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Today’s post was written by Dr. Greg Bradsher, Senior Archivist at the National Archives in College Park, MD.

Anyone studying World War II and postwar issues regarding cultural property knows the name Ardelia Hall, either because they know of her work as Monuments and Fine Arts adviser at the Department of State from 1946 to 1962 and/or have used the records at the National Archives termed the “Ardelia Hall Collections.”[1]  But few people know anything about her before July 1, 1946.  Thanks to the recent article by Victoria Reed, Sadler Curator for Provenance at the Museum of Fine Arts, Boston, we have more information about Hall’s earlier career.[2]   I thought it would be useful to add to Dr. Reed’s work with this paper, concentrating on Hall’s work with the Office of Strategic Services (1943-1945) and as a consultant to the State Department (1945-1946).

Ardelia Ripley Hall was born in Weymouth, Massachusetts on December 4, 1899.  She attended Smith College, studying English, Art, History, and Sociology, graduating with a BA in 1922. From September 1922 to January 1928 she worked as a research assistant at the Metropolitan Museum of Art in New York.  During those years she also attended Columbia University (1925-1927), receiving her MA in 1927 where she specialized in Chinese language and culture.  She also attended New York University during 1926-1927, taking classes in Chinese history and language.  To make ends meet she worked from January 1925 to June 1926, in various administrative capacities at the Textile Color Card Association, a Trade Association.  From December 1929 to June 1930 she was at Columbia University writing Social Science Abstracts.  In June 1930 she went to work at the Museum of Fine Arts (MFA) in Boston.  She was also affiliated from 1930 to 1933 with the then newly established Harvard-Yenching Institute, dealing with Asian scholarship.[3]

At the MFA she held administrative and curatorial positions.  She did research in Chinese, Japanese, and Tibetan art and worked with the Indian, Indonesian, and Near Eastern collections.  She worked first for Kôjirô Tomita, Keeper of Japanese Art and then Ananda Coomaraswamy, Keeper of Indian, Persian, and Muhammadian Art.  She resigned from the MFA in September 1941 to get married.  But the marriage did not take place and she was unable to be reinstated in her previous job.  She did, however, come back to the MFA for a very short period early in 1942 to assist the museum in evacuating its more important works of Asian art. [4]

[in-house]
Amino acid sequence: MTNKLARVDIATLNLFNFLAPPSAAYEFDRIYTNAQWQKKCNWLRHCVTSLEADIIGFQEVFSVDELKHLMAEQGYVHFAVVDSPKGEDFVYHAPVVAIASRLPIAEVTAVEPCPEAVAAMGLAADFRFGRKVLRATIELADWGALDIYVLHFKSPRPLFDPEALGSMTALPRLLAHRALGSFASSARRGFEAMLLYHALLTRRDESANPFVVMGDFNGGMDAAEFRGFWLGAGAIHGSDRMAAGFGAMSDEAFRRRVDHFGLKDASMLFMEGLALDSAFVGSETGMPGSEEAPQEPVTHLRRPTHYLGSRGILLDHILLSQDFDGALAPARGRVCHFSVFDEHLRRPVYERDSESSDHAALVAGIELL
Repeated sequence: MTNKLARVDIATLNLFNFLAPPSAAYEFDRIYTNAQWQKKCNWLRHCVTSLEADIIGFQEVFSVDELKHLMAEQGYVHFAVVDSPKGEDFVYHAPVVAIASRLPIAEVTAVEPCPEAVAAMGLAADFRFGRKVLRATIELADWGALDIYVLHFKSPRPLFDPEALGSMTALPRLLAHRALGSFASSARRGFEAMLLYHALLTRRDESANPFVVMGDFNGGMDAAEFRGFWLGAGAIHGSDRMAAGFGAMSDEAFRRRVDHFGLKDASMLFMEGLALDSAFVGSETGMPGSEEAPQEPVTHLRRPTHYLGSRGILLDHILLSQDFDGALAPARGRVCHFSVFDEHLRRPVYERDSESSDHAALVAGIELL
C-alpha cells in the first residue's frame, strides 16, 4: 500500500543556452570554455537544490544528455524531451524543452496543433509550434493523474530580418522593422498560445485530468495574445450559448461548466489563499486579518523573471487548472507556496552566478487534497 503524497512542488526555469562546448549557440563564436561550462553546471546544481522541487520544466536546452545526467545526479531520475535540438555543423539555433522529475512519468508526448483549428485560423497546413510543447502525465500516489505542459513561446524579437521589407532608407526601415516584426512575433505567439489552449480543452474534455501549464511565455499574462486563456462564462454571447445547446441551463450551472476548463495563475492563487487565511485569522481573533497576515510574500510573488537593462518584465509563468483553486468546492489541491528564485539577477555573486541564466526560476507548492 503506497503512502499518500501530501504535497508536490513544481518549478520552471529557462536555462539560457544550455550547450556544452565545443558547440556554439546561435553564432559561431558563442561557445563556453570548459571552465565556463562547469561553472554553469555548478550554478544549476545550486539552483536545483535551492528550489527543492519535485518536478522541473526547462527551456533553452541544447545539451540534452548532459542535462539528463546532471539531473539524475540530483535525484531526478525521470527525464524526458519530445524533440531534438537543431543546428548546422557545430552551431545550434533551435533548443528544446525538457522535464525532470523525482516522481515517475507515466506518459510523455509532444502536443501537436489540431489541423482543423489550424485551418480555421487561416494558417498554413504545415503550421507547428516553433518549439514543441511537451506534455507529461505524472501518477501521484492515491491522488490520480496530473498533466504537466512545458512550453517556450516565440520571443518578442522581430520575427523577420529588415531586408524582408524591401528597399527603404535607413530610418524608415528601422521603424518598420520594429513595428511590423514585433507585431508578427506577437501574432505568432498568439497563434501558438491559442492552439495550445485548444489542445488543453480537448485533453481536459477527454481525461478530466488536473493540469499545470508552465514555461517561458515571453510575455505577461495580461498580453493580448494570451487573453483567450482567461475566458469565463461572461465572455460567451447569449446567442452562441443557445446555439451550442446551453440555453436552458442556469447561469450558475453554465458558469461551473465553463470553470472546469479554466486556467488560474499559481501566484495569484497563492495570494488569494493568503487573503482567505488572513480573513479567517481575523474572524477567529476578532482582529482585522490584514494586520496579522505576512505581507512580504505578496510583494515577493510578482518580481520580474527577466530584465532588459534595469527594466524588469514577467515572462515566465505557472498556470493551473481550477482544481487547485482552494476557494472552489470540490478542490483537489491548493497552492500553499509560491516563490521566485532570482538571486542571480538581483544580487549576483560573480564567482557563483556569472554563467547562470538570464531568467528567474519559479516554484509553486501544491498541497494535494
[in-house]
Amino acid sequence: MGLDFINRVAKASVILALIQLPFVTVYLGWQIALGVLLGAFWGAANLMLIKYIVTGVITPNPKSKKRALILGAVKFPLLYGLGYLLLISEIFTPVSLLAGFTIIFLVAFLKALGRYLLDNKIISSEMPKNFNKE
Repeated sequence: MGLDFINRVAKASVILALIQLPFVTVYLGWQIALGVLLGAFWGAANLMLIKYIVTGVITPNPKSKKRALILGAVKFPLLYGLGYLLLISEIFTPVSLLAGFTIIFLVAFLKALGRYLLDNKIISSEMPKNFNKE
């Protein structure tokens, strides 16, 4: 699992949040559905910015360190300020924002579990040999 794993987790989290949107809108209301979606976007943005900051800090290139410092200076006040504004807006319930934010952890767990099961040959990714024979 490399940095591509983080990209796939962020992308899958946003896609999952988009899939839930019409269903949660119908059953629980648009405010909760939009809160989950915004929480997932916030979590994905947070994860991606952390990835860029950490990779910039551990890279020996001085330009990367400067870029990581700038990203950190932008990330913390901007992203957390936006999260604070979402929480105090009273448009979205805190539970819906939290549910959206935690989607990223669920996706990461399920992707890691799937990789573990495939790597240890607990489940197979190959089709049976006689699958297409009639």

In very early 1942 Hall began applying for new positions.  She contacted Columbia University, the Nelson Gallery and Atkins Museum, the U.S. Civil Service Commission, and the State Department.  On April 11, 1942 she wrote to former University of Michigan economics professor and expert in American investments in China Dr. Charles F. Remer of the Far East Section, of the Coordinator of Information (COI), the predecessor of the Office of Strategic Services (OSS), and enclosed an application for employment with the COI.[5]

In April 1942, Hall picked up her freelance writing career with the Christian Science Monitor, for which she had written occasionally for since 1934.  During the next ten months she contributed about fifty articles.  Knowing she could not live on the monies she was making as a freelance writer, in September she took the civil service Junior Professional Assistant Examination and applied for Federal employment on January 25, 1943.  On her application she listed the types of work she preferred as editorial, administrative, or research.  She noted on her application that she possessed knowledge of the historical, religious, and cultural backgrounds of China, India, Indonesia, and the Near East and that she had published articles in various journals in the Chinese, Indian, and Islamic fields.[6]

The OSS was interested in hiring her.  On February 27, 1943, Remer, having just become chief of the Far East Division, Research and Analysis (R&A) Branch [7], wrote the Branch Chief, Dr. William L. Langer, that he would like to have Hall appointed to a position with his division and that she had been interviewed about the job.  Langer approved the appointment and at the end of March offered her a position, which she immediately accepted.  The 5’ 1”, 110 pound Ardelia Hall, with hazel eyes and graying hair, reported to work with the OSS on April 1, as Assistant Research Analyst, with the Editorial Reference Section, Far East Division, R&A Branch.[8]

The R&A Branch Hall joined, was divided into four regional divisions (Europe-Africa, Far East, USSR, Latin America), each comprising Economics, Political and Geographic Subdivisions.  Each of these were in turn composed of several sections to handle specific subjects such as transport, population and manpower, industrial and military supplies, agriculture and standards of living, and localized areas.  These divisions conducted research and produced reports and studies that dealt with historical, geographic, economic, political, racial, religious, social and military conditions and problems in the various parts of the world for the use in determining national policy in the conduct of the war and for military operations.[9]